I started putting together a pan/box press brake type thing (is there such a thing? There will be soon, the point being that the blade that does the bending can be replaced with one that is different lengths if I need to bend into a box or pan shape with sides).  The flat plate here is going to be the base and I’ll have some 1.5” angle welded to one side for sharp bends in sheet metal and some round stuff (probably heavy wall tube actually with round stock in the middle 6” to reinforce the center when bending heavy stuff, I don’t have enough solid round stock sitting around for more then a few inches and this is going to be a “no buck” project) welded to the other side for use with radius dies, bigger bends…
    PressBrake_060611_1 
    The holes in the plate were punched by the “previous owner” (a local welding shop that occasionally lets me dig through his scrap pile, I showed up and asked if he had a small scrap of ½” big enough to cut a turbo flange out of and he gave me 2 22x12” plates like this off of his scrap pile. The base plate is 22x8 (the width between the posts on my press is just over 22", maximizing my bending capacity for sheet metal), and you can see that the punched holes bent the corners a little bit, I straightened those in the press later on.
    The shoe is actually only 18” wide (I’ll take care of that later, I have a plan) because that is what was left of that side of the plate after cutting out that turbo flange and working my way around another row of holes. The part that fits over the foot of the press is a chunk of 1-3/4” roll bar tubing salvaged from a roll bar pulled out of a race car, the slots in the side were cut on my little 4x6 band saw and welded with my little HH135. Oh, I cut all the ½” plate with my Rigid angle grinder and taking my time only used up 2 cutting wheels.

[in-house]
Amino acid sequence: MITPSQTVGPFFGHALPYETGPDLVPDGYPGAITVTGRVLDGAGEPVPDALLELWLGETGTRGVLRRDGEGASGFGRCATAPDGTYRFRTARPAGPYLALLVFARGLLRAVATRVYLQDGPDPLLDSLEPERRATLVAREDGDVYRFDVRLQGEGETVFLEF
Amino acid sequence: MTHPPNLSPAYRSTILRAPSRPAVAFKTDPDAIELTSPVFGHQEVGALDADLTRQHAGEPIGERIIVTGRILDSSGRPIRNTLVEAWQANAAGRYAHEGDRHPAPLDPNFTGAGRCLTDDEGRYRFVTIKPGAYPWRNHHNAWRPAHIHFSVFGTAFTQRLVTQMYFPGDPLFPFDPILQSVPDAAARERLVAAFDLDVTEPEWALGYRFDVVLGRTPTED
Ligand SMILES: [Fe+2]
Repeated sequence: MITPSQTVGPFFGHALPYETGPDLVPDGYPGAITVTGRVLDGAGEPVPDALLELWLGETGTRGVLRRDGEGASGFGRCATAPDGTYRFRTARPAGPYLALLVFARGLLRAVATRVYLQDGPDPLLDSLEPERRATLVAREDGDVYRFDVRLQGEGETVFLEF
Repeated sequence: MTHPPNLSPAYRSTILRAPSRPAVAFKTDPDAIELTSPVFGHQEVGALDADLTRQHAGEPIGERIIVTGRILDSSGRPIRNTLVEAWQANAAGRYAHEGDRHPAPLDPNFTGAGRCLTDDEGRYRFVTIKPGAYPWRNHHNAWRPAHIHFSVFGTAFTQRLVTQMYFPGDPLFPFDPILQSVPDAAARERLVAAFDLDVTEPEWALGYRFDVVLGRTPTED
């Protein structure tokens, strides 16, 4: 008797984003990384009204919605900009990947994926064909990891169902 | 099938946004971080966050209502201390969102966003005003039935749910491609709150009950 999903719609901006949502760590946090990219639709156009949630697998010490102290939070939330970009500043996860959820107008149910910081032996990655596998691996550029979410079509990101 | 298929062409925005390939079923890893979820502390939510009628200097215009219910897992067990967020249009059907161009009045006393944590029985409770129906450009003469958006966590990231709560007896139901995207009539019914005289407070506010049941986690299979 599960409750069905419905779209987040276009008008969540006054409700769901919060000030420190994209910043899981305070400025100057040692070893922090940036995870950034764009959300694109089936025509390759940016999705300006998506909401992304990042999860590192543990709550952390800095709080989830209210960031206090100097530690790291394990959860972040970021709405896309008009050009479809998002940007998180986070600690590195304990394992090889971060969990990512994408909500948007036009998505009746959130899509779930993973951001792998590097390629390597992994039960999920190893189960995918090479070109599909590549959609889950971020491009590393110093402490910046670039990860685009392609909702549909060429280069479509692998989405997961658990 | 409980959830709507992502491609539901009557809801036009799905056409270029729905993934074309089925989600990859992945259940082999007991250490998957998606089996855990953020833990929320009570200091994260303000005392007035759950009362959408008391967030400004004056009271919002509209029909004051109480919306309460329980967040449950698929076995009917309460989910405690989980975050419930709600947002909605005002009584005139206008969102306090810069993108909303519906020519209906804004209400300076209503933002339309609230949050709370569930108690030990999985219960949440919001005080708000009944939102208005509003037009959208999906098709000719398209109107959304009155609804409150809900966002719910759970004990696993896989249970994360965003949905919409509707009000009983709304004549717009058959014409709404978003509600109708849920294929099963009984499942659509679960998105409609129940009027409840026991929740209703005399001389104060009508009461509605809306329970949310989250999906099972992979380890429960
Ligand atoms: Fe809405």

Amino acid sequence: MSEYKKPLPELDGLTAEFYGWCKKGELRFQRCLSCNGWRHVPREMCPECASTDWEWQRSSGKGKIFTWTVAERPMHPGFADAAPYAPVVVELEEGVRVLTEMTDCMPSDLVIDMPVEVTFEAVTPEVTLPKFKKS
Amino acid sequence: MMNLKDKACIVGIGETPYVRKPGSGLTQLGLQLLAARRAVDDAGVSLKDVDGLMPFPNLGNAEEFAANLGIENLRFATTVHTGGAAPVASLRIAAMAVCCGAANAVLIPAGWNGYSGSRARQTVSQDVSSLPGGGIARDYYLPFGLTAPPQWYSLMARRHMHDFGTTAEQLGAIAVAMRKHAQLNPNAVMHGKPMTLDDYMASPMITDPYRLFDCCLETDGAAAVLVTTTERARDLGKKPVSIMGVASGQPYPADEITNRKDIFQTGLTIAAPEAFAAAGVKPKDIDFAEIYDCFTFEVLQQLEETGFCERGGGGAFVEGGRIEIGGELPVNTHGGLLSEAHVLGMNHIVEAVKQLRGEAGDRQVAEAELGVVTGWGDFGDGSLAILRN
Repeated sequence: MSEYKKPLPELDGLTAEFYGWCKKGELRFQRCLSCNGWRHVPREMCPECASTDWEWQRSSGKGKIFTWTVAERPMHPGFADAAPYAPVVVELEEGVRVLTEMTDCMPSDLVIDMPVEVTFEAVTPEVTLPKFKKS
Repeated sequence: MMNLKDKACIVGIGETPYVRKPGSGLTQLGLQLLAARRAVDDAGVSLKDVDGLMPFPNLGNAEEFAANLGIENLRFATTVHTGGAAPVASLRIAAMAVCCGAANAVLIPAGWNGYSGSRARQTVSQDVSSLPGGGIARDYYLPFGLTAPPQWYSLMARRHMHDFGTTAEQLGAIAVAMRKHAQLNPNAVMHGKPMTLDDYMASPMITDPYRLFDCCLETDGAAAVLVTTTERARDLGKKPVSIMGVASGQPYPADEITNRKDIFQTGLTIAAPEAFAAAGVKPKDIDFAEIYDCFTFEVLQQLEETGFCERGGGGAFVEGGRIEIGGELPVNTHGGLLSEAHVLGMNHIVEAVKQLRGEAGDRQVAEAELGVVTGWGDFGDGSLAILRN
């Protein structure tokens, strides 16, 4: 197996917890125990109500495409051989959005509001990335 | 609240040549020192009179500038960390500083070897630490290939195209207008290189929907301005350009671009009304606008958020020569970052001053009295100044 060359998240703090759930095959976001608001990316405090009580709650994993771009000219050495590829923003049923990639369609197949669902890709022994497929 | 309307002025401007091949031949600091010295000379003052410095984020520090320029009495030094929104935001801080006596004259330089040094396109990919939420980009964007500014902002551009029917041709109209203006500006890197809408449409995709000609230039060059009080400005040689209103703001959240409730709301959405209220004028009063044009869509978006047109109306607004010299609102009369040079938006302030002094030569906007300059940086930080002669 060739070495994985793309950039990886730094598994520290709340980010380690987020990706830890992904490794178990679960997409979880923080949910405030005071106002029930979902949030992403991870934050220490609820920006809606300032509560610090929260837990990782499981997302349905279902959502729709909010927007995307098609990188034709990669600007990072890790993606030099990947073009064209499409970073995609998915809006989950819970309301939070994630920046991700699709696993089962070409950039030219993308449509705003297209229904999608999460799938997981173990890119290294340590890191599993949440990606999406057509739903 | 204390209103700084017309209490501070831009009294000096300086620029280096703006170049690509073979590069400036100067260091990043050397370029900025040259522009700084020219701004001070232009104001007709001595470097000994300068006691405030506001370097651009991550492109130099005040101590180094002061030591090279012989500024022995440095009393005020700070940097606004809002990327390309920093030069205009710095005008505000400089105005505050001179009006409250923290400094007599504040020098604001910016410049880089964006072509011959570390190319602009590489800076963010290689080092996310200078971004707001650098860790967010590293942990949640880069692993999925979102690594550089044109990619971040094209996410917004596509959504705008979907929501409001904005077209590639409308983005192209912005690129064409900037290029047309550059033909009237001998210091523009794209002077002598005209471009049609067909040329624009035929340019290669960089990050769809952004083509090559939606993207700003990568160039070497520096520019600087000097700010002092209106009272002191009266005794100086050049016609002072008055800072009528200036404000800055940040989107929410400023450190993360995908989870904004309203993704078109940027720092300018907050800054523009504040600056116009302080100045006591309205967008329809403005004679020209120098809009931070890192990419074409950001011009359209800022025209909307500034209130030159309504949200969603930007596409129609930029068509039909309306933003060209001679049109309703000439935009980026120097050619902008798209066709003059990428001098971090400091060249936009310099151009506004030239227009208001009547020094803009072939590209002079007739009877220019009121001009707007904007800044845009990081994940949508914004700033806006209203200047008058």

Not bad for a small 110V welder, huh:
    PressBrake_060611_2
    FWIW, I checked after I fit everything up (it actually fit tight enough that you could tap it into place and didn’t have to hold it) and after I got it welded and I got no measurable bit of the tube being out of line with the plate, and only about .002” offset to one side…
    I’d say that is way more accurate then it needs to be.
    There is a problem here that someone might be able to help me with, those dark spots near the weld are real, they are actually dark sooty spots. What was happening was that running the welder full bore with a lot of wire feed was necessary to get nice welds on the heavy stuff, but as I was doing it the wire would actually melt the tip and would quit feeding, where I would get one of those dark sooty spots, get pissed off, pull out the pliers, open the welder, get the thing unmeleted, file down the contact tip, play with the feed…
    I wish I could figure out why I’m melting tips. I’ve had a similar problem running some hot, big, overlapping weaved welds with a friend’s Lincoln SP 135, but in that case instead of melting the tip and screwing up the wire feed I actually had the last 1/8” of the tip just melt and disappear into the weld bead. Yea, I am running these welders at wide open, but the contact tips are also used on bigger welders so there has to be something else going on.

    I ground the top and bottom edges of the shoe flat by hand using the 9” disc sander on my HF combination belt/disk sander:
    PressBrake_060611_4